While in a train halted at a station, Nikki Collins witnesses a murder committed in a nearby building. When she brings the police to the scene of the crime, they think she's crazy since ... See full summary »
Edward Everett Horton
An aspiring actress is offered the lead in a major new play, but discovers that her mother, a more seasoned performer, expects the same part. The situation is further complicated when they both become involved with the same man.
On December 6, 1946, Universal-International announced that this film, which would go before the cameras the following month, was being named "For the Love of Mary." Instead, the studio would hold back using this title until Deanna Durbin's last feature in 1948. See more »
Breezy romantic comedy worth watching for Deanna's songs...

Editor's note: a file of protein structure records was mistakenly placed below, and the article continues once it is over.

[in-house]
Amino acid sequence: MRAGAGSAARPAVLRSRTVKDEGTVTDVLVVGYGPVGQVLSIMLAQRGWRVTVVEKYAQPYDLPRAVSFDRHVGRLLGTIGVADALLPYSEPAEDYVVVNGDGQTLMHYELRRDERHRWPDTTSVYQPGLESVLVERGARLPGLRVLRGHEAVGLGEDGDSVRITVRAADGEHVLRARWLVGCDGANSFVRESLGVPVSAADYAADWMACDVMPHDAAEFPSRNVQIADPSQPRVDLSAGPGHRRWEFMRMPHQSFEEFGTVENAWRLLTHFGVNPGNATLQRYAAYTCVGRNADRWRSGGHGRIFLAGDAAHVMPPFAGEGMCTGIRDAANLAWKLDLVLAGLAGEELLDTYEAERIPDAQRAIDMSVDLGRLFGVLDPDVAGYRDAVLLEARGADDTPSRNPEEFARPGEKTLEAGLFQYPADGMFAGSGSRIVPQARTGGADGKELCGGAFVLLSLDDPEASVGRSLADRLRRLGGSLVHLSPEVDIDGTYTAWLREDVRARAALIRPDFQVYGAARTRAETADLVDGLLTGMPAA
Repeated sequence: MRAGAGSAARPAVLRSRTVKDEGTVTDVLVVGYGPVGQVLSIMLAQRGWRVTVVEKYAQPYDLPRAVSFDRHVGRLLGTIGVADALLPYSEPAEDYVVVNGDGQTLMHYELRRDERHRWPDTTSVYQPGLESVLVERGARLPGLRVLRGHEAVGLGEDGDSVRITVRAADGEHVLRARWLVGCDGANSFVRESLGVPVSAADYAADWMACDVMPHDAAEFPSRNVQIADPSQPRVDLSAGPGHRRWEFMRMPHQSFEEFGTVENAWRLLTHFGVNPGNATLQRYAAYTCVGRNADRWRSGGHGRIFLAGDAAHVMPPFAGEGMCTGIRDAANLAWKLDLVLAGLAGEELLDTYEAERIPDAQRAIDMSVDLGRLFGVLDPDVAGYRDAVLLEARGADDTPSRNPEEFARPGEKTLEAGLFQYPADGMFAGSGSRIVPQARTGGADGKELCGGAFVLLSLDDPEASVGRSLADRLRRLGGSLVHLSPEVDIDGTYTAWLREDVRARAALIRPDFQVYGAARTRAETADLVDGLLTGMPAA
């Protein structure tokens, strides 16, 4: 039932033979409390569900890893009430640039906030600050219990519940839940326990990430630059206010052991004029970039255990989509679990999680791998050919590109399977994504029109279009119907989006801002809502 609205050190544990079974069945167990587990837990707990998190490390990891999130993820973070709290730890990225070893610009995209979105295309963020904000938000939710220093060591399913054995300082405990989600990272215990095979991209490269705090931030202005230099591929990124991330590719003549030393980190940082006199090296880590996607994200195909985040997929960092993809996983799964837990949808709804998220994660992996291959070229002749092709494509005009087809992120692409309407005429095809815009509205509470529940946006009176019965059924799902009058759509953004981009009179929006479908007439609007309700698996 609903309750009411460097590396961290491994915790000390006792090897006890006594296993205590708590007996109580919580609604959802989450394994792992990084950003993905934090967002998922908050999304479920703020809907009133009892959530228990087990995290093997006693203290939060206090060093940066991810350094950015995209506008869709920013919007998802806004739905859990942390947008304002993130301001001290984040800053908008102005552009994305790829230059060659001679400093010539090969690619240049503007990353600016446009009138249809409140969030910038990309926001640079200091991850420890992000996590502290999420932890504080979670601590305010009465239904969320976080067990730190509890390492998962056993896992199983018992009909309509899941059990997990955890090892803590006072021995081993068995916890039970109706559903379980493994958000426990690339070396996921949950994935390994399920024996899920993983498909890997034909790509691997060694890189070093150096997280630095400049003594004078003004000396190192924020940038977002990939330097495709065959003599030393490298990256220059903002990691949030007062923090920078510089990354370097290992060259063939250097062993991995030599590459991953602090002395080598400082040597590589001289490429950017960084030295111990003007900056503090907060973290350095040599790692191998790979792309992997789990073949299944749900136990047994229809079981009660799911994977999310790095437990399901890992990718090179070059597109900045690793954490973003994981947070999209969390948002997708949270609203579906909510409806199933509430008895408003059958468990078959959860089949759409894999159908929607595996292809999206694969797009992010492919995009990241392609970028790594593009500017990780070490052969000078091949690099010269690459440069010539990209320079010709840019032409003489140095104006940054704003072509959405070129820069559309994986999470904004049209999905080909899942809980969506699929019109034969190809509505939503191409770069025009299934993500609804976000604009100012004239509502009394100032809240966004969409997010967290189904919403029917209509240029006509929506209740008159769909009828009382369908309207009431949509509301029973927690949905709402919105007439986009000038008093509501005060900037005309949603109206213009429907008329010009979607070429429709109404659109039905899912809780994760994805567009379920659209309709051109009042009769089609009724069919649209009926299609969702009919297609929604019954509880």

Deanna Durbin was at the peak of her vocal abilities on screen by the time she made SOMETHING IN THE WIND and fortunately she has some pleasant and frequent musical interludes sprinkled throughout what is essentially a feeble plot.
She's once again up to her neck in a plot relying heavily on mistaken identity and pretending to be someone she's not. Her leading men are Donald O'Connor and John Dall, the latter being her love interest in a somewhat wooden performance. O'Connor tends to over exert himself in some rambunctious musical numbers while Deanna not only sings some lively numbers but also joins Jan Peerce, tenor of the Metropolitan Opera, for an operatic aria.
Obviously the film was designed to give Deanna a new and more glamorous look and wardrobe and some popular melodies to sing rather than the usual operatic or semi-classical numbers. Unfortunately, the plot is no more adult than her "little Miss Fix-it" fluff earlier in her career. But she looks wonderful and is in extremely good voice for all of her vocals. A pleasant and diverting experience for true Deanna Durbin fans.
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